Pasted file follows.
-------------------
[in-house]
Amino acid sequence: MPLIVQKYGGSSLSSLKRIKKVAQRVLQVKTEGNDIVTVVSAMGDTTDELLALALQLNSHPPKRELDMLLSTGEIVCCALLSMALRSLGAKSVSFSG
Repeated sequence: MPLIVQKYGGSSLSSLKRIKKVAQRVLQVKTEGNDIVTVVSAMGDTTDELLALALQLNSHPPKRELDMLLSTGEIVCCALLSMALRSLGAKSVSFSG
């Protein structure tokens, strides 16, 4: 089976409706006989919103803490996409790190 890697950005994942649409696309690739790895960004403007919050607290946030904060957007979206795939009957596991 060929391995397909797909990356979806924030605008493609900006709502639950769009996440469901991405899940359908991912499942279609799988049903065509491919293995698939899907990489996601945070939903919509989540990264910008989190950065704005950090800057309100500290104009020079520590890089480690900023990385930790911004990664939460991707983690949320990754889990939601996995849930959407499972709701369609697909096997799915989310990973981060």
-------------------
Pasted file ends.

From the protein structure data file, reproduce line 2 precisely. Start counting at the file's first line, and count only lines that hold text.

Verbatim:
Amino acid sequence: MPLIVQKYGGSSLSSLKRIKKVAQRVLQVKTEGNDIVTVVSAMGDTTDELLALALQLNSHPPKRELDMLLSTGEIVCCALLSMALRSLGAKSVSFSG